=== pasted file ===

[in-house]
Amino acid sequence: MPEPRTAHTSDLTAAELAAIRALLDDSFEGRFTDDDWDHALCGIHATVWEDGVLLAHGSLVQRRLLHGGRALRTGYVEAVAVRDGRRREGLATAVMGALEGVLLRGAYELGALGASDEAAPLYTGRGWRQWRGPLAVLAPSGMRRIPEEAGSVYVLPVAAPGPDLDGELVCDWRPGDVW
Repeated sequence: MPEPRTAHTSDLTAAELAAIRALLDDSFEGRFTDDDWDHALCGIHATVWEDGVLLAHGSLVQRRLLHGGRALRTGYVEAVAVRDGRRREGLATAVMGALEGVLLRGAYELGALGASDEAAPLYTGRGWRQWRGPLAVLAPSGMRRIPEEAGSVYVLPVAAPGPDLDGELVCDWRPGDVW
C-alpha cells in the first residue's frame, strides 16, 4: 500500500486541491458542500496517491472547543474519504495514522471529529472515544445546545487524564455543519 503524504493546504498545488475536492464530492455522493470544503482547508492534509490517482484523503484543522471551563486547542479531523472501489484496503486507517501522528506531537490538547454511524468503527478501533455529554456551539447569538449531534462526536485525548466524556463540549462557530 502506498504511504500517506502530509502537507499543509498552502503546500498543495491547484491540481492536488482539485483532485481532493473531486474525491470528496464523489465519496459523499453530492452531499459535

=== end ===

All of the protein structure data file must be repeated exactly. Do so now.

[in-house]
Amino acid sequence: MPEPRTAHTSDLTAAELAAIRALLDDSFEGRFTDDDWDHALCGIHATVWEDGVLLAHGSLVQRRLLHGGRALRTGYVEAVAVRDGRRREGLATAVMGALEGVLLRGAYELGALGASDEAAPLYTGRGWRQWRGPLAVLAPSGMRRIPEEAGSVYVLPVAAPGPDLDGELVCDWRPGDVW
Repeated sequence: MPEPRTAHTSDLTAAELAAIRALLDDSFEGRFTDDDWDHALCGIHATVWEDGVLLAHGSLVQRRLLHGGRALRTGYVEAVAVRDGRRREGLATAVMGALEGVLLRGAYELGALGASDEAAPLYTGRGWRQWRGPLAVLAPSGMRRIPEEAGSVYVLPVAAPGPDLDGELVCDWRPGDVW
C-alpha cells in the first residue's frame, strides 16, 4: 500500500486541491458542500496517491472547543474519504495514522471529529472515544445546545487524564455543519 503524504493546504498545488475536492464530492455522493470544503482547508492534509490517482484523503484543522471551563486547542479531523472501489484496503486507517501522528506531537490538547454511524468503527478501533455529554456551539447569538449531534462526536485525548466524556463540549462557530 502506498504511504500517506502530509502537507499543509498552502503546500498543495491547484491540481492536488482539485483532485481532493473531486474525491470528496464523489465519496459523499453530492452531499459535